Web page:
The textile industry uses plasma to make textile surfaces hydrophobic, hydrophilic, or dirt-repellent. By creating additional functions for a textile surface e.g. by means of a fire protecting or self-cleaning coat, plasma treatment can equip fabrics with new material properties. Furthermore, plasma treatment improves the wettability, sliding and dyeing properties of textiles.
In the textile industry, it is still common practice today to treat fabrics with wet chemicals, some of which are harmful to the environment. This is true for the whole manufacturing range, from the yarns for T-shirts up to fabric for space suits designed to protect astronauts from radiation or cold. Another environmental issue is the wide scope of colourants and pigments for dyeing fibres and textiles, as well as the consumption of vast amounts of water in the production of textiles. The waste water primarily comes from the following four production phases:
- Textile pretreatment (washing, desizing, boiling, bleaching, mercerising, causticizing)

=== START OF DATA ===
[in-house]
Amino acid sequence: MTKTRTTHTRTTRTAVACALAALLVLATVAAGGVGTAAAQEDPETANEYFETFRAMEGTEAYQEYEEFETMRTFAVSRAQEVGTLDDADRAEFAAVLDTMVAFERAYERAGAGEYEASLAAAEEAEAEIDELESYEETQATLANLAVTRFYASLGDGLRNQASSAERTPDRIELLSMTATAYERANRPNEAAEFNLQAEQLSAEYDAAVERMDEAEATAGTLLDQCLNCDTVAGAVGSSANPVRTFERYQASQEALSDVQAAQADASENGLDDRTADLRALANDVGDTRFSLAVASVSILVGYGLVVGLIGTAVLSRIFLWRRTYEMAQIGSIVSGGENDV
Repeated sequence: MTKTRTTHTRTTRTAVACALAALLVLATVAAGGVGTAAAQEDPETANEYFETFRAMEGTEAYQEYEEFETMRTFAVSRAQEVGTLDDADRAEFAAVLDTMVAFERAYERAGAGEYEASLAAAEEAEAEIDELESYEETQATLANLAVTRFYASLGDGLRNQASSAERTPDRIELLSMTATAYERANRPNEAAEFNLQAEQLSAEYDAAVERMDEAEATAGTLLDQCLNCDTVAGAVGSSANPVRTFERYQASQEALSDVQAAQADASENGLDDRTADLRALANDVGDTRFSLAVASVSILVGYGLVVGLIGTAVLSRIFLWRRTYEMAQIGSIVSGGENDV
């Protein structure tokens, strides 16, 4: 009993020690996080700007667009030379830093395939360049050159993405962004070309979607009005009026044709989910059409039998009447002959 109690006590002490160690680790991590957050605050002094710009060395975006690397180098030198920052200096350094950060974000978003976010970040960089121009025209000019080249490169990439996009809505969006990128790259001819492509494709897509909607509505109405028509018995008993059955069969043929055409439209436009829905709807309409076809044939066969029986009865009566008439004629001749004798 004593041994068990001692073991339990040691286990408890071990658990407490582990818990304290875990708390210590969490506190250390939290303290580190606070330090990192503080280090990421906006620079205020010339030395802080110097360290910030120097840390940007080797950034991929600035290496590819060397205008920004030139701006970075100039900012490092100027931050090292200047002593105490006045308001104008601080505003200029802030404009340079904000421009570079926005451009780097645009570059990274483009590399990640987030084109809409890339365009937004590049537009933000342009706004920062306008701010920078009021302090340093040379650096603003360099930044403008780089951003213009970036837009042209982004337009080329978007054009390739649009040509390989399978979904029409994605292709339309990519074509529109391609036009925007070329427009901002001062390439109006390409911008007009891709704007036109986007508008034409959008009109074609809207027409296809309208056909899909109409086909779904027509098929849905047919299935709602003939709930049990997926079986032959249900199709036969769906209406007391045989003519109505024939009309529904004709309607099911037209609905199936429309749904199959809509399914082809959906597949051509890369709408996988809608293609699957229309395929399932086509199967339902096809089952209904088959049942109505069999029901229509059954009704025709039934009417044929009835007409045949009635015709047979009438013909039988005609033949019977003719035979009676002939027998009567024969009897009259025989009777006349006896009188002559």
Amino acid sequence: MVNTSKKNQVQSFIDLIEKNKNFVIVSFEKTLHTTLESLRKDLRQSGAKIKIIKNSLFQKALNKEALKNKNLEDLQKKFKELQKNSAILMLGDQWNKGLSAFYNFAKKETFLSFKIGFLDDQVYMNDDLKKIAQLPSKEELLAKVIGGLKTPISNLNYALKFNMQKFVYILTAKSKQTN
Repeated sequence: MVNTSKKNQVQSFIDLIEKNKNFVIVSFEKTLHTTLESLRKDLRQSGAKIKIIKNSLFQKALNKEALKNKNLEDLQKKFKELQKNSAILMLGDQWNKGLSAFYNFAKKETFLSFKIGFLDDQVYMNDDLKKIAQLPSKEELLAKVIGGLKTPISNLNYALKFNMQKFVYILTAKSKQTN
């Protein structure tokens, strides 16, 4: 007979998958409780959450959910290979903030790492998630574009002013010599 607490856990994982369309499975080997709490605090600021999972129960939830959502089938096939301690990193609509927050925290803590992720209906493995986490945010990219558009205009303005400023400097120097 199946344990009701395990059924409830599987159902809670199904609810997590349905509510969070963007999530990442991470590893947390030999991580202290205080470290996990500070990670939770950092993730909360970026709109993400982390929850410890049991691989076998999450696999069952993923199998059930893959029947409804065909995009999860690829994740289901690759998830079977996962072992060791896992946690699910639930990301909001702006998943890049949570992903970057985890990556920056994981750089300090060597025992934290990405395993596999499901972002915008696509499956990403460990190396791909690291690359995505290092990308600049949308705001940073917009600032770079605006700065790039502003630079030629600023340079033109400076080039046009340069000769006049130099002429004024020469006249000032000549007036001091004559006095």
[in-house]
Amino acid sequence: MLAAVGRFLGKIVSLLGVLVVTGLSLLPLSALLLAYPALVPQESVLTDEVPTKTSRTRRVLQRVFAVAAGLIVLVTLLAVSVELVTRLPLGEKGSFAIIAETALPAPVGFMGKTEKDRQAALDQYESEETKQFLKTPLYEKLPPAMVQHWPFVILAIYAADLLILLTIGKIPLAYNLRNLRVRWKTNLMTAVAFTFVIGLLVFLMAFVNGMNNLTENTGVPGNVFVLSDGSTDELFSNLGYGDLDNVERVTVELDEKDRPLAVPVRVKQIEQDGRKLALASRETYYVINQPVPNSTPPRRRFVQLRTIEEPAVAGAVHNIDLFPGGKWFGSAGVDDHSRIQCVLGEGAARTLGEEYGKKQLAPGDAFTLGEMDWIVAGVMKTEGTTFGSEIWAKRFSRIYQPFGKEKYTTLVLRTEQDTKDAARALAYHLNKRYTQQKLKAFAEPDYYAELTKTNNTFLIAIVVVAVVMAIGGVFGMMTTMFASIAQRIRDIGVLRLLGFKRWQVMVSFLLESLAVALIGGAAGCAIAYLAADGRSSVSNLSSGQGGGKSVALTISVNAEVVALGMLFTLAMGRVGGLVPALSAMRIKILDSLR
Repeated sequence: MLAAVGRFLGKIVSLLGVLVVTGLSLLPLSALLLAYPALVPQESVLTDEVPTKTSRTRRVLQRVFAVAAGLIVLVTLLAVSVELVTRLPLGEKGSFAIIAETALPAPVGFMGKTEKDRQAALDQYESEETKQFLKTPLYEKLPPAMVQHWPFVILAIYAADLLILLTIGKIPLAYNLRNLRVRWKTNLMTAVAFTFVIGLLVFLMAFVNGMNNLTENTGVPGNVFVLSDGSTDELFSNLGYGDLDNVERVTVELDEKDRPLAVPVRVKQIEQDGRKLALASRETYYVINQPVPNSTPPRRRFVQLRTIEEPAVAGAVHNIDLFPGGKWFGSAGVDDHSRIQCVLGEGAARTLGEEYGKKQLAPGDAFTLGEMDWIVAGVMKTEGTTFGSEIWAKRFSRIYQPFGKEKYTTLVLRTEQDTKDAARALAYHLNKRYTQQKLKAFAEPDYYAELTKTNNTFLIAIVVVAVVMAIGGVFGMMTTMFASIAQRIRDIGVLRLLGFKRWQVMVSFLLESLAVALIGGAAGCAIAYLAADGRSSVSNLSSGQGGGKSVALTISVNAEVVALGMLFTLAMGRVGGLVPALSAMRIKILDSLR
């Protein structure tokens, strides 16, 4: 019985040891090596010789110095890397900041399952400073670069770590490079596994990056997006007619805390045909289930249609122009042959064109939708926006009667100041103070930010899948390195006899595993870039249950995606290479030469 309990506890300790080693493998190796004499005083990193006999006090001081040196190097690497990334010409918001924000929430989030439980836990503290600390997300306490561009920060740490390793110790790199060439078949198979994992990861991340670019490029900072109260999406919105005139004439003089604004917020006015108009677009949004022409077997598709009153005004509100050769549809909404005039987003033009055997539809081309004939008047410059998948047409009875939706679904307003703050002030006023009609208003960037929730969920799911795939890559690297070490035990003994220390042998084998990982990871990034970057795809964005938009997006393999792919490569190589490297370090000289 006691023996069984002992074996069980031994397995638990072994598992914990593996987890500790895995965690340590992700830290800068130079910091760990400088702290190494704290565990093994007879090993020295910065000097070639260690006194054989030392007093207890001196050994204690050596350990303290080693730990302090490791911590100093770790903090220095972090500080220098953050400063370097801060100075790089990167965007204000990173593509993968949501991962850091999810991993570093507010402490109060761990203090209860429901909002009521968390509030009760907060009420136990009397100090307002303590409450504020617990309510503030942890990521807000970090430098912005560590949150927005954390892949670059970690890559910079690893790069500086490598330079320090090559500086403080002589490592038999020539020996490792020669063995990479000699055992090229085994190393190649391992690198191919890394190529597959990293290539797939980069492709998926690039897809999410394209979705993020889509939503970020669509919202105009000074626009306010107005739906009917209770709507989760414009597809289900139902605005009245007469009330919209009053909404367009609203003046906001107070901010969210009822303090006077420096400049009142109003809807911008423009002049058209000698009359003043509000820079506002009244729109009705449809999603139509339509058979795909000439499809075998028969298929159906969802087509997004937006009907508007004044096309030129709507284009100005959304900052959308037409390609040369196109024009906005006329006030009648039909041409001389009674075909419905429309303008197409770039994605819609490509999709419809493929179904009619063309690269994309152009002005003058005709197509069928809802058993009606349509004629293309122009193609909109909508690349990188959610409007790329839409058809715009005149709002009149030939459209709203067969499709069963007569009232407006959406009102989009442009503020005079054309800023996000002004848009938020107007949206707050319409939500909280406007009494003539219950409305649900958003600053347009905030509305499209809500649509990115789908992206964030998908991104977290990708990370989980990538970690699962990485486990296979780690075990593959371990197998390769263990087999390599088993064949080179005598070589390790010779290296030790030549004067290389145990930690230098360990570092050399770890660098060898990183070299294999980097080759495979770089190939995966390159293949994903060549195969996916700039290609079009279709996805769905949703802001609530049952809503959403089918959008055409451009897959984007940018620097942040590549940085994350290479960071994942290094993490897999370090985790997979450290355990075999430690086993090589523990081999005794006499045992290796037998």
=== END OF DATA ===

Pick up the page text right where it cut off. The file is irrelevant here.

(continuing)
- Dyeing (continuous/discontinuous)
In the course of finishing, the chemicals that are used in the manufacture of the fibres, yarns and fabrics and that are removed from the textile substrate during pre-treatment get into the waste water, as well as the chemicals used in the finishing processes.
With a plasma treatment, the surfaces of fibres and processed textiles can be modified in many different ways completely free of hazardous chemicals.<br/> Hydrophobing via plasma treatment gives fabrics for functional garments hydrophobic properties. A functionalisation of the fibre by plasma causes high adhesion, which can strengthen or even completely replace the effect of silanization.